In various exemplary embodiments, a signal processor receives and determines the motion data of all the sheets transported along the paper path. By comparing the velocity and position of sheets within the paper path to a predetermined model for the printer system, faults and errors within the printer system may be determined. It should be appreciated that the signals can be transmitted by the sensors in real time and received by the signal processor in real time. Alternatively, the signals can be transmitted may be recorded and stored and the stored signals diagnostically analyzed at a later time.
In various exemplary embodiments, the number of sensors 200 are portable, reusable wireless devices capable of sensing a parameter of the paper path 110, such as the motion of paper sheets moving along the paper path 110 during printing. In various exemplary embodiments, the number of sensors 200 may comprise any suitable set of devices or arrangement of devices, either known or later developed.
In various exemplary embodiments, the paper path 110 includes the components of the printer system 100 that define the path the paper sheets follow between a paper tray that stores the paper sheets and the an output tray of the printer system 100. The paper path 110 may include a series of rollers, solenoids, and/or gates and the like that controllably move the paper sheets along a predetermined path.
The number of sensors 200 shown in
It should be appreciated that the types of the various ones of the number of sensors 200 and the number and type of the associated signal processor(s) used to monitor and evaluate the printer system 100 may vary or differ depending on the type of sensors 200 and/or signal processor(s) being used. The systems and methods of this invention do not depend on any specific sensor(s) and/or signal processor(s). Accordingly, the systems and methods are usable with any appropriate sensor(s) and/or signal processor(s). In particular, any signal processing techniques, methods, devices and the like can be used with the wireless sensors and methods according to this invention so long as the implemented signals processing technique, method, device and/or the like is able to adequately distinguish from one another the sensor signals generated by two or more of the wireless sensors.
It should be appreciated that the signal receivers 310, the signal processor system 400, and the printer system 100, while depicted separately, are not necessarily separate and distinct components. Thus, the functions and/or operations of each of these elements may be carried out by one or more devices, structures, and/or systems that combine two or more of these functions and/or operations into a single element.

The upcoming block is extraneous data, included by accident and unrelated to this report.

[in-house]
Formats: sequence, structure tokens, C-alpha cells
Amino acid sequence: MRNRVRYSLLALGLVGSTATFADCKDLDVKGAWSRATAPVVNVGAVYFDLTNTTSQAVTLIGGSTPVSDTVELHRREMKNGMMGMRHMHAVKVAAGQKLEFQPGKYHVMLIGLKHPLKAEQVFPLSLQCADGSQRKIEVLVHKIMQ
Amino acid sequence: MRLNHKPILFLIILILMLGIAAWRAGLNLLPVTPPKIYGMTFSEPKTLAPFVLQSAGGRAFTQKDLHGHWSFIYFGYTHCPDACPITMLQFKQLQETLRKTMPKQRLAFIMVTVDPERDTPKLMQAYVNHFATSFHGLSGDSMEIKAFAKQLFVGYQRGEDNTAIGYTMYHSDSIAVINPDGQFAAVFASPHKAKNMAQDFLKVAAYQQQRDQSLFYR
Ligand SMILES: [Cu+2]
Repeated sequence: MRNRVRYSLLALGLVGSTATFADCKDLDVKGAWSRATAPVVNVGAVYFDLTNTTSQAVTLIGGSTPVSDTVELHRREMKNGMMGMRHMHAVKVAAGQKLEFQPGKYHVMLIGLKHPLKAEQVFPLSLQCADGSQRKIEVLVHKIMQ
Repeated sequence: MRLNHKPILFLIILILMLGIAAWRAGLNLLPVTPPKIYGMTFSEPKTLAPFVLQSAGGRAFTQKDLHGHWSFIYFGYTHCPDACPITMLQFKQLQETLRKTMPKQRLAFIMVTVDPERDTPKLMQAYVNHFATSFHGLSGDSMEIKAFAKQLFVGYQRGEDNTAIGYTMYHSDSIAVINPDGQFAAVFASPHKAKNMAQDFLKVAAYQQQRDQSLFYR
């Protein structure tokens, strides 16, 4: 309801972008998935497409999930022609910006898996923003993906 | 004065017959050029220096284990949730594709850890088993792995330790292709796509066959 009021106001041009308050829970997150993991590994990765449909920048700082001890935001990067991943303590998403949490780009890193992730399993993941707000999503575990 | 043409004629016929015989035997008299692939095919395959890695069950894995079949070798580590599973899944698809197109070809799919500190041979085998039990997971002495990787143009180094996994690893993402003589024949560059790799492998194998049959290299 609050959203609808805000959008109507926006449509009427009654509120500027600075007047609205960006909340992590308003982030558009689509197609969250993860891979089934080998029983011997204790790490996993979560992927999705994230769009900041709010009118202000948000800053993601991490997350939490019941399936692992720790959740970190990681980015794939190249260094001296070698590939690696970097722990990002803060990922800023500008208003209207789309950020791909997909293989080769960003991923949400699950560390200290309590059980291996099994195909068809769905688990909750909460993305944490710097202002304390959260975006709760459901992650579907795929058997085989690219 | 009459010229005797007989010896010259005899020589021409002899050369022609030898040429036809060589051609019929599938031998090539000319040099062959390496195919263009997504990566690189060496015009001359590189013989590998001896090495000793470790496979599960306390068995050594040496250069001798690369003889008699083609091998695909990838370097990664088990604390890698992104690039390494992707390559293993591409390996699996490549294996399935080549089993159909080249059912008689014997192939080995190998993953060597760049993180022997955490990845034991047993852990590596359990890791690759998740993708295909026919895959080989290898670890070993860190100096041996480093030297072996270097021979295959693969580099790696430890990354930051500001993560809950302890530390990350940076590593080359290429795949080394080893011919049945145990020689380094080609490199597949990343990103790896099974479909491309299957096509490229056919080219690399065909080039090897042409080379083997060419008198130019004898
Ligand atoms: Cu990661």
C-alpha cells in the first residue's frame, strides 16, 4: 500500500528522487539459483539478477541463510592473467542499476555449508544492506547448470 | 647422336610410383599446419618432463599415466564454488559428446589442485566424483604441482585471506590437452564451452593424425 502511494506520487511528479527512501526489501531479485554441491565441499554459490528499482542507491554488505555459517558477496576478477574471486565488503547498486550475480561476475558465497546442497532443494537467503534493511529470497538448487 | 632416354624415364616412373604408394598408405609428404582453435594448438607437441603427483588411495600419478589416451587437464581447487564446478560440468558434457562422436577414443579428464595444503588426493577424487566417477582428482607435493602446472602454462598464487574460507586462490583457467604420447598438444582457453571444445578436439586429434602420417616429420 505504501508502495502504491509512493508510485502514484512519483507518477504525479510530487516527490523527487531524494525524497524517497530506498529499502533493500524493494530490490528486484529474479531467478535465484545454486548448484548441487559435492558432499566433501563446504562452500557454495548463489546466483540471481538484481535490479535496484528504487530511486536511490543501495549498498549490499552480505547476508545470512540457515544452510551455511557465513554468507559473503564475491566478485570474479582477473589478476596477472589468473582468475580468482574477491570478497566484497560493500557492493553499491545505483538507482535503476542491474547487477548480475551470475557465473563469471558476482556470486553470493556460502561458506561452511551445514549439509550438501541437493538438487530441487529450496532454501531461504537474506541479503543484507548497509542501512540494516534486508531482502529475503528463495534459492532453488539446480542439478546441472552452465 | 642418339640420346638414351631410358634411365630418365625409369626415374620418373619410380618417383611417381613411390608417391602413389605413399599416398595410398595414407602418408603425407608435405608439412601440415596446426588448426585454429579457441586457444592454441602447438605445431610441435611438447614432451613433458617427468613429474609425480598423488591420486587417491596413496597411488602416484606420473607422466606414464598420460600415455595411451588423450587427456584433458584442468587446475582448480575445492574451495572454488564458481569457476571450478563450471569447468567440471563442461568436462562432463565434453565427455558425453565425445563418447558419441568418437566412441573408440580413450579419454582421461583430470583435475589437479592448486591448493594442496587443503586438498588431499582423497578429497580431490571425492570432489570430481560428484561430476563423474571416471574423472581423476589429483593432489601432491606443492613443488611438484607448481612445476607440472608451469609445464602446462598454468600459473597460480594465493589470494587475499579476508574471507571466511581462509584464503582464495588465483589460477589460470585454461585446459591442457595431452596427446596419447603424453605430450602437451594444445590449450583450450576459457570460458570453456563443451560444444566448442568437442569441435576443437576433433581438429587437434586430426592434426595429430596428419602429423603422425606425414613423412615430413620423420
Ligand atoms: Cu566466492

As shown in
Alternatively, the one or more signal receiver 310 may be radio-frequency receivers capable of receiving radio frequency electro-magnetic signals. In general, any known or later-developed hardware and/or software system capable of receiving data and information from the number of sensors 200 used in a particular application may be used to implement one or more of the one or more signal receivers 310. In various exemplary embodiments, the one or more signal receivers 310 may be implemented using a radio-frequency receiver that is present into a laptop computer, personal digital assistant, cell phone or other mobile computing device that is carried to the device containing the wireless sensors 200 by a technician or the like.
In various exemplary embodiments, the received sensor signals are analyzed by a signal processing circuit, routine, or application, as outlined below, incorporated into and/or executing on the mobile computing device or another device wirelessly-connected or wiredly-connected to the mobile computing device. In various exemplary embodiments where audio signals are generated, the received sensor signals can be stored into a sound file, such as a WAV file, for later analysis. Similarly, in various exemplary embodiments where electro-magnetic signals are generated, the received sensor signals can be stored into a file for later analysis.
In various exemplary embodiments, the reflective sensor element 210, as shown in
As seen in
The sensor processor 240 shown in
In operation, the output signal output from the light detector 214 to the sensor processor 240 based on the amount of electromagnetic energy reflected from the light emitter 212 by the paper sheet is processed by the sensor processor 240. The sensor processor 240 can then generate a sensor signal based upon the output signal and output the sensor signal to the signal transmitter 220.
In various exemplary embodiments, in operation, the sensors 200 placed along the paper path 110 detect one or more sheets of the test paper 500 preprinted with relatively higher reflectively and relatively lower reflectivity bands, as depicted in